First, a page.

Stroke is an emergency in any language

October 05, 2020
Stroke Foundation is set to launch a new F.A.S.T. (Face, Arms, Speech, Time) signs of stroke awareness campaign in-language, targeting our culturally and linguistically diverse communities.

The new campaign will target eight language groups; Greek, Italian, Mandarin, Vietnamese, Arabic, Cantonese, Hindi and Korean. Language groups were chosen as they were identified as most vulnerable to stroke and in need of in-language information.

Stroke Foundation Executive Director Marketing John De Rango said the new campaign was an important step forward in taking public health messages to non-English speaking households.

“The coronavirus (COVID-19) pandemic has highlighted the importance of accessible health information for all Australians,’’ Mr De Rango said.

“We are a multicultural country, home to the world’s oldest continuous cultures, as well as Australians who identify with more than 270 ancestries.

“Millions of Australians speak a language other than English at home and it is time public health messaging reflected this. We must do more to ensure language is not a barrier to health care.”

A Stroke Foundation survey, facilitated by Colmar Brunton, found 32 percent of households where languages other than English were spoken did not know a sign of stroke. This compared to 10 percent of English-speaking households not recognising one of the signs of stroke.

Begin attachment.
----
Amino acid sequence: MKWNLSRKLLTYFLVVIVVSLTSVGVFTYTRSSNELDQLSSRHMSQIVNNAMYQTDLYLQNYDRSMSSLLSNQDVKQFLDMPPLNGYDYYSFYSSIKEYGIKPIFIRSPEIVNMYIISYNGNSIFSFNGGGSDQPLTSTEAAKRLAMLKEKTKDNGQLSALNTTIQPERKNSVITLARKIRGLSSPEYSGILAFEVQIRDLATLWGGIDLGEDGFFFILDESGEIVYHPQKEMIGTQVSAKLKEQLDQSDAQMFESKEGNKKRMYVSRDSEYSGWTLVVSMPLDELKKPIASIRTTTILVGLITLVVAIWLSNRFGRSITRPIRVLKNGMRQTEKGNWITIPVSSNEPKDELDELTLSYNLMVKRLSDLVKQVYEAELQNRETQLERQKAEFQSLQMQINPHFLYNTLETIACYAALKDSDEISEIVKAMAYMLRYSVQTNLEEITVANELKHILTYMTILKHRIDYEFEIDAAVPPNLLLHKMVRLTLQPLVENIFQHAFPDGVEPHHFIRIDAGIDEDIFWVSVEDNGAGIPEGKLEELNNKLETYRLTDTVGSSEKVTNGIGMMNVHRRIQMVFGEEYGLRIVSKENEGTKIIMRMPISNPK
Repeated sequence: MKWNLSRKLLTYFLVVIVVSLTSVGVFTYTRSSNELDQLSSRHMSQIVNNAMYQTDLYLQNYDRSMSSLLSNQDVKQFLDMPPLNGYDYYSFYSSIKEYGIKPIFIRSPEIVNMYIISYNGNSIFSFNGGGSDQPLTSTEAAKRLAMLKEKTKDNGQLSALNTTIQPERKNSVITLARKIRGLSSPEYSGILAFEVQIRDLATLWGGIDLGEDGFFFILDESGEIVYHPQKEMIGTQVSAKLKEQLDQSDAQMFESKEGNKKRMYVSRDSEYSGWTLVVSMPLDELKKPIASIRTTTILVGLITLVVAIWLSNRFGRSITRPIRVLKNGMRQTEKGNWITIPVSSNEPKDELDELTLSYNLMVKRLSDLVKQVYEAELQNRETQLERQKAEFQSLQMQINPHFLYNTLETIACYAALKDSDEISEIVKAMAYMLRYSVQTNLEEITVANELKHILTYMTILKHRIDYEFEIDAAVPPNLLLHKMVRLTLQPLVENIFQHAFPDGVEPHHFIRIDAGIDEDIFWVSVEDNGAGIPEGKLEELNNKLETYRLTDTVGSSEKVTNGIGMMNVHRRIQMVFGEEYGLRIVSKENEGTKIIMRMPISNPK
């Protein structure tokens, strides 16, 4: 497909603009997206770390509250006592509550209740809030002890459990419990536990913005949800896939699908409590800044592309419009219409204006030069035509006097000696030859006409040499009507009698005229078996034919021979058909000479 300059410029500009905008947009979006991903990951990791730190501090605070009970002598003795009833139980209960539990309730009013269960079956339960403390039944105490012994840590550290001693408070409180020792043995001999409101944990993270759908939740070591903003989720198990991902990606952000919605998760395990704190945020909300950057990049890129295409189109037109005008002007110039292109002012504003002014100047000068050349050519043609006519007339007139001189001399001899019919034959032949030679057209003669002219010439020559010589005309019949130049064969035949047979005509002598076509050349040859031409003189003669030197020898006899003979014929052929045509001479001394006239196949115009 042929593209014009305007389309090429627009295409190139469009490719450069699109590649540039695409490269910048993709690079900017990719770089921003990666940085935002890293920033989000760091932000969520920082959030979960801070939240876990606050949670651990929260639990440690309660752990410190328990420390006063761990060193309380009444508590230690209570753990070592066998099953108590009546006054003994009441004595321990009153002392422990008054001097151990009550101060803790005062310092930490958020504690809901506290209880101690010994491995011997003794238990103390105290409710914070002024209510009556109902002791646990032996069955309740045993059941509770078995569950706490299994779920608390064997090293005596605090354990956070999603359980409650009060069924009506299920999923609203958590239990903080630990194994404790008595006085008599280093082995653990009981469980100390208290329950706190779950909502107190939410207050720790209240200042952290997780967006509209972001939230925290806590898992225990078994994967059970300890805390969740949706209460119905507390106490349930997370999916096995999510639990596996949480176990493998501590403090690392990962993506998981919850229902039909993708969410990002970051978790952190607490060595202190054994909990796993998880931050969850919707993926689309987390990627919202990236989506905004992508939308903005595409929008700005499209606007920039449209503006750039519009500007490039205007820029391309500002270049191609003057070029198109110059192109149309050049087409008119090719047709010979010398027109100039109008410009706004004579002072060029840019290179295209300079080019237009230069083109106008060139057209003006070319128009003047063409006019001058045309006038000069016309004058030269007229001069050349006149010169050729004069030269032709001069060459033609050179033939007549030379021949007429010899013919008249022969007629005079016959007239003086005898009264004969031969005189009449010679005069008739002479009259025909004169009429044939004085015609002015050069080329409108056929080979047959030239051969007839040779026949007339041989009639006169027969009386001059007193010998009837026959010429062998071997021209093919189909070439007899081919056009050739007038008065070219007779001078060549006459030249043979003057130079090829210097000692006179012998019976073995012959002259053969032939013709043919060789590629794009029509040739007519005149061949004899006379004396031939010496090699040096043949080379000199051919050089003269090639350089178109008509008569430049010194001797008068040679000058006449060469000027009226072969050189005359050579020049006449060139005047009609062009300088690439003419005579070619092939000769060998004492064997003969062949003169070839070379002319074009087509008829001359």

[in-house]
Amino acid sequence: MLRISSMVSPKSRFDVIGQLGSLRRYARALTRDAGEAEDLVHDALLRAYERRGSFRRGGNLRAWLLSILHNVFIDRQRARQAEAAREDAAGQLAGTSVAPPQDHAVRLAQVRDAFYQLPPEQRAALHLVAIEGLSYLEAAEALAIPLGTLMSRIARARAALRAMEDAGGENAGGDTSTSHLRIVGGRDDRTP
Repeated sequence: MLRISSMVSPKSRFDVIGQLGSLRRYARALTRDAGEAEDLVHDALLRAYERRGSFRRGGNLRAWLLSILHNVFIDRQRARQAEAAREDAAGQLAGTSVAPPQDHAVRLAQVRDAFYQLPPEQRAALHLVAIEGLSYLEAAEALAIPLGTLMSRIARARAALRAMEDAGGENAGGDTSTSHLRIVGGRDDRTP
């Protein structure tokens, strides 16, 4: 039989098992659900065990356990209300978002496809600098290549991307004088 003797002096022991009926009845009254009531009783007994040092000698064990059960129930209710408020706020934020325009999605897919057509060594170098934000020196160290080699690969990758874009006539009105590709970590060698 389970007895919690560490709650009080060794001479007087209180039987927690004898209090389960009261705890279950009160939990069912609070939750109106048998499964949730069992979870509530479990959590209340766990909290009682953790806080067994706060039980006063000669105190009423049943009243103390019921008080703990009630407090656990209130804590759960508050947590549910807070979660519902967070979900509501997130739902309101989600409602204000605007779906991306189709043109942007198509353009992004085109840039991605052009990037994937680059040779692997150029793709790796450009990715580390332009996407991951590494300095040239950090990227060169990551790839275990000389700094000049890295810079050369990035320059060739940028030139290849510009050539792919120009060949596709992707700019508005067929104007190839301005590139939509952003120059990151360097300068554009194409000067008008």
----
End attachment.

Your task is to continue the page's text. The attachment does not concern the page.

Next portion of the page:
Bill Gasiamis,46, featured in the campaign is encouraging everyone to learn the signs of stroke.

Bill suffered a stroke in 2012 and ignored the stroke signs for seven days before going to the hospital. By this time, the entire left side of his body was numb and he couldn’t walk properly. Eight years on, Bill’s recovery has come a long way, but he still battles fatigue and left side weakness.

“At the time of my stroke I was not aware of the F.A.S.T. signs to look out for. Had I known, I would have called triple zero (000) at the first sign to receive prompt medical treatment, which could have made a big difference in my recovery,” Bill said.

“Anything we can do to raise awareness of the F.A.S.T. signs of stroke is a positive step. It could save a life.”

John De Rango said recognising the signs of stroke and getting to hospital quickly was vital to ensuring better stroke outcomes.

“When a stroke strikes the brain, it kills up to 1.9 million brain cells per minute, but treatment can stop this damage. Time saved in calling an ambulance and accessing treatment for stroke is brain saved.

“Stroke can strike anyone of any age, even babies and children can have strokes.”

Stroke Foundation’s in-language F.A.S.T. signs of stroke awareness campaign is part of a broader consumer awareness and education program funded by the Australian Government. It involves translated marketing materials across print, digital and radio as well as online and in-person community talks. In addition to targeting eight vulnerable language groups, Stroke Foundation will also deliverer activities in vulnerable regional communities.

The F.A.S.T. test is a simple way we can all learn and remember the signs of stroke:

· Face: Check their face. Has their mouth drooped?

· Arms: Can they lift both arms?

· Speech: Is their speech slurred? Do they understand you?

· Time is critical. If you see any of these signs call triple zero (000) straight away.